Looking for some straight up and straight down skiing today. Taylor is a good choice for that. Park, climb up the escalator for 3000′ and then ski down for 3000′. No approach. Not a boot track but as close to it as you can get with skins on.
Skiing down, the snow between 9700′ and 8700′ was almost perfect: 12-15″ deep and soft. Below that, the new snow depth was between 6-10″ with a breakable crust below that.
This has been an unusual winter. Lots of snow in November, almost no snow in December and early January. Then it started snowing again at more normal levels.
Also, many of our storms come in and go out with lots of wind. Of course you would expect wind with storms, but we’ve been getting lots of storms with 40-60 mph wind. That makes a mess of the snow. I know the expression: “There is no such thing as bad snow, only bad skiers.” But us bad skiers prefer deep, light powder.
Snow amounts are also unusual. There is a huge difference between the amount of snow that falls at high and mid elevation. Again, more snow depths at high elevation is not unusual. But this year, the difference is so great you start to think the resort reports are pumping the numbers.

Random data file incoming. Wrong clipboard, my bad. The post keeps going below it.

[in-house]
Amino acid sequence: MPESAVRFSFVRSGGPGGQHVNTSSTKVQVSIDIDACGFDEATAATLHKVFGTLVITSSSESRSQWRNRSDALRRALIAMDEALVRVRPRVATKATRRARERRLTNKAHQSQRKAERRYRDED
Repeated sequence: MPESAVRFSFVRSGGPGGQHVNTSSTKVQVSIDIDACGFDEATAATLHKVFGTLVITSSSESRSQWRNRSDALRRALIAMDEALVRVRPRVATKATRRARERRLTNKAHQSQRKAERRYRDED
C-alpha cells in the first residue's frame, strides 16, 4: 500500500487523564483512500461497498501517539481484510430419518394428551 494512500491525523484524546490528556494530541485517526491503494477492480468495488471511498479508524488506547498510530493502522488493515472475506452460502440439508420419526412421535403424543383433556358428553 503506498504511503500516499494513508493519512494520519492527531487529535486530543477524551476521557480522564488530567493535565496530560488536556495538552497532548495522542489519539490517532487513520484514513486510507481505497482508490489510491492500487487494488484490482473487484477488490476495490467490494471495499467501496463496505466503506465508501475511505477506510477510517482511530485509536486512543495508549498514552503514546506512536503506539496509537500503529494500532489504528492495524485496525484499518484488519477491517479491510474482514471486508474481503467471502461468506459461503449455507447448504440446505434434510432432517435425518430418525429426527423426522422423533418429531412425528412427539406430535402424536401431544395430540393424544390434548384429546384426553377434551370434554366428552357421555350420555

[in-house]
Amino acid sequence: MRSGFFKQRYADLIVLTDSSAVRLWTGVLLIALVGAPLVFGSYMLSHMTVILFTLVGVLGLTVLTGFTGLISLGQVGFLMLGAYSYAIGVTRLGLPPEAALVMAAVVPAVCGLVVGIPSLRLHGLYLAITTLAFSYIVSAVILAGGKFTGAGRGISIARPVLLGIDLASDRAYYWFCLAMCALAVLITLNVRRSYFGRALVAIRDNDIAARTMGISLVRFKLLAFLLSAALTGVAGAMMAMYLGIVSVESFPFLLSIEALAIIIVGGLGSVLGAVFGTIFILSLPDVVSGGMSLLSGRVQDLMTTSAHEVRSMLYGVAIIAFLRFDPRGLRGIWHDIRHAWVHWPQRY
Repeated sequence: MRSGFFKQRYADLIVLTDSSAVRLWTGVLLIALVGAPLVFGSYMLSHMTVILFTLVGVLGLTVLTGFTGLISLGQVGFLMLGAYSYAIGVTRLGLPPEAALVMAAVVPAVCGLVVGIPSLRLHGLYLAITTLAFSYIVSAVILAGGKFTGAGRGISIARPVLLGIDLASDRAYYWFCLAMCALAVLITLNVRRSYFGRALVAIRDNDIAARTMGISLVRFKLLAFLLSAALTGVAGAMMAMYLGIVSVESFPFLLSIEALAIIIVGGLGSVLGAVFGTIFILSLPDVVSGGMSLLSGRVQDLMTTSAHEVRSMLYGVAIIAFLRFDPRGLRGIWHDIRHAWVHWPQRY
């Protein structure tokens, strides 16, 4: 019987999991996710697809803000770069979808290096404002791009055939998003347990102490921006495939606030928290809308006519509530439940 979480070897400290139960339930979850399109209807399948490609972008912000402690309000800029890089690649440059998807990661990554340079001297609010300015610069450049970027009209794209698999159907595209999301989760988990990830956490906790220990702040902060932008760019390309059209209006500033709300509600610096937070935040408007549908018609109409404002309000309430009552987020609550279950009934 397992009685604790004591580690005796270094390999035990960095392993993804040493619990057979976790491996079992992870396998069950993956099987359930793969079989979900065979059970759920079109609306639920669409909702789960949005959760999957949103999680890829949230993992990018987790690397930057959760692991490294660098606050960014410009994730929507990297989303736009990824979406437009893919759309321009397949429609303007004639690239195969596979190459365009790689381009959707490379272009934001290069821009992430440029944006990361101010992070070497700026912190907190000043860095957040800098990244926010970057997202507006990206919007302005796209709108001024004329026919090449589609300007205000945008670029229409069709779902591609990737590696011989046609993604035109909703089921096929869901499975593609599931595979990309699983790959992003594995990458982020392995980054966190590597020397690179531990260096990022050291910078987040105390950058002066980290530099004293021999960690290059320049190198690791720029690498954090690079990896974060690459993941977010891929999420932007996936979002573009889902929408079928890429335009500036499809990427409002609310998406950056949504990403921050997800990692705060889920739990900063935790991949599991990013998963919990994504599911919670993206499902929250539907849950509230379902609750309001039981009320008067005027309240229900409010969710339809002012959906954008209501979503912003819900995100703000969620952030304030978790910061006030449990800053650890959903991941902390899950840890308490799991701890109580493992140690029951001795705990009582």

The reports this morning for both Targhee and Jackson were around 18″. But as we started up Taylor, there was only 5″ of new snow. It wasn’t until we had climbed 8500′ that the new snow depth got deeper. At around 9000′, there was about a 12″ of new snow. Based on my experience of skiing in the Tetons for 39 years, the difference in new snow fall between the mid (8000 – 9000) and upper ( above 10,000′) elevations is unusual this year.